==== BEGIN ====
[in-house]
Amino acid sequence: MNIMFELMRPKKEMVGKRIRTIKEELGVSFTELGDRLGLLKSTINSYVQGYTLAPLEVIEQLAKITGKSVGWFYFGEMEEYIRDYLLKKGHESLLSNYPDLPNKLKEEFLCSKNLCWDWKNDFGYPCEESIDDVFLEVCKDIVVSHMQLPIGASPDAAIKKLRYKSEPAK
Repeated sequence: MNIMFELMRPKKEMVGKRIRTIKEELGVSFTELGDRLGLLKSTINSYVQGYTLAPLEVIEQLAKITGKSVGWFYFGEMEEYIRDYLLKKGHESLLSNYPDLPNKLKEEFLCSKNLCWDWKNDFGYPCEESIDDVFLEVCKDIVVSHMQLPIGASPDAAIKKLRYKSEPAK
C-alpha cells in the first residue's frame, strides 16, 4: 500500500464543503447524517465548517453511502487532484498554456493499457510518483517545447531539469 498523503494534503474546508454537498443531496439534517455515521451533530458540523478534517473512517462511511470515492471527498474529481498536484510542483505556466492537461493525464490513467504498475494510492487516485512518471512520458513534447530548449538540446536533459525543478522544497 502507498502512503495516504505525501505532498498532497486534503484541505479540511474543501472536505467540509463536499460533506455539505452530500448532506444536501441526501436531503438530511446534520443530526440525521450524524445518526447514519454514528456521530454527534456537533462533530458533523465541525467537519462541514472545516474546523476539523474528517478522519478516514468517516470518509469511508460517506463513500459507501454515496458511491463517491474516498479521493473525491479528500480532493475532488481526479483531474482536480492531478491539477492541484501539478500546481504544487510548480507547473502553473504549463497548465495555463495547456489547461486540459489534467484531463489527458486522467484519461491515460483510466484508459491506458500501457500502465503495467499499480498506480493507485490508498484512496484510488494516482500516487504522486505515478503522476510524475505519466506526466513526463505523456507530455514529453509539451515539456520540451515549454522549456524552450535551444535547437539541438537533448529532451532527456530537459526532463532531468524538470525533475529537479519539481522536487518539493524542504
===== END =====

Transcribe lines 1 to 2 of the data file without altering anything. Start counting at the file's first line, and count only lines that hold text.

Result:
[in-house]
Amino acid sequence: MNIMFELMRPKKEMVGKRIRTIKEELGVSFTELGDRLGLLKSTINSYVQGYTLAPLEVIEQLAKITGKSVGWFYFGEMEEYIRDYLLKKGHESLLSNYPDLPNKLKEEFLCSKNLCWDWKNDFGYPCEESIDDVFLEVCKDIVVSHMQLPIGASPDAAIKKLRYKSEPAK